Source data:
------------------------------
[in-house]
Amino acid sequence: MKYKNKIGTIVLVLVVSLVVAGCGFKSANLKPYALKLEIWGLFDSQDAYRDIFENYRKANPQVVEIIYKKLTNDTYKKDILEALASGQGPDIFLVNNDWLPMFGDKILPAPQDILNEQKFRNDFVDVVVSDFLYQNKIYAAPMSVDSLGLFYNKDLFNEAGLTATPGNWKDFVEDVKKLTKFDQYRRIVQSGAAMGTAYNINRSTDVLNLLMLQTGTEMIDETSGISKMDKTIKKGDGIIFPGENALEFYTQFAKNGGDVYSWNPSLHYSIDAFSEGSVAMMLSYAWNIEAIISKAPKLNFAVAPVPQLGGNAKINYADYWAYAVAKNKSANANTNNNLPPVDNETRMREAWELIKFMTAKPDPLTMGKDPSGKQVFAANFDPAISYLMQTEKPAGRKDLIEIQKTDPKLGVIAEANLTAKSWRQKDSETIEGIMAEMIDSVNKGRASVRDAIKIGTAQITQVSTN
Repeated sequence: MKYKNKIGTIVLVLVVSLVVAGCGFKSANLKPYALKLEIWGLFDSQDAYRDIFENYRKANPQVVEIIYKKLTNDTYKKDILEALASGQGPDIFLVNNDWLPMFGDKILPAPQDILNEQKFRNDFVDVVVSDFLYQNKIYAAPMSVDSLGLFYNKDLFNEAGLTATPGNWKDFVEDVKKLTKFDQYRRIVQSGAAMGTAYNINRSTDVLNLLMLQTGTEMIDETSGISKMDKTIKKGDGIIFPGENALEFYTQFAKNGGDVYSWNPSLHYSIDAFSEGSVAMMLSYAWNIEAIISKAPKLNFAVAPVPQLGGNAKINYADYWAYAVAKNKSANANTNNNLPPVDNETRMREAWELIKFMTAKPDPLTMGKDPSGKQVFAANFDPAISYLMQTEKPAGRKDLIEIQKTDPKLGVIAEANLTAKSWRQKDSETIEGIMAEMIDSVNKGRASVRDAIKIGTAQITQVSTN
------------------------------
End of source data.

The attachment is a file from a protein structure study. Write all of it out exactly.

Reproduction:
[in-house]
Amino acid sequence: MKYKNKIGTIVLVLVVSLVVAGCGFKSANLKPYALKLEIWGLFDSQDAYRDIFENYRKANPQVVEIIYKKLTNDTYKKDILEALASGQGPDIFLVNNDWLPMFGDKILPAPQDILNEQKFRNDFVDVVVSDFLYQNKIYAAPMSVDSLGLFYNKDLFNEAGLTATPGNWKDFVEDVKKLTKFDQYRRIVQSGAAMGTAYNINRSTDVLNLLMLQTGTEMIDETSGISKMDKTIKKGDGIIFPGENALEFYTQFAKNGGDVYSWNPSLHYSIDAFSEGSVAMMLSYAWNIEAIISKAPKLNFAVAPVPQLGGNAKINYADYWAYAVAKNKSANANTNNNLPPVDNETRMREAWELIKFMTAKPDPLTMGKDPSGKQVFAANFDPAISYLMQTEKPAGRKDLIEIQKTDPKLGVIAEANLTAKSWRQKDSETIEGIMAEMIDSVNKGRASVRDAIKIGTAQITQVSTN
Repeated sequence: MKYKNKIGTIVLVLVVSLVVAGCGFKSANLKPYALKLEIWGLFDSQDAYRDIFENYRKANPQVVEIIYKKLTNDTYKKDILEALASGQGPDIFLVNNDWLPMFGDKILPAPQDILNEQKFRNDFVDVVVSDFLYQNKIYAAPMSVDSLGLFYNKDLFNEAGLTATPGNWKDFVEDVKKLTKFDQYRRIVQSGAAMGTAYNINRSTDVLNLLMLQTGTEMIDETSGISKMDKTIKKGDGIIFPGENALEFYTQFAKNGGDVYSWNPSLHYSIDAFSEGSVAMMLSYAWNIEAIISKAPKLNFAVAPVPQLGGNAKINYADYWAYAVAKNKSANANTNNNLPPVDNETRMREAWELIKFMTAKPDPLTMGKDPSGKQVFAANFDPAISYLMQTEKPAGRKDLIEIQKTDPKLGVIAEANLTAKSWRQKDSETIEGIMAEMIDSVNKGRASVRDAIKIGTAQITQVSTN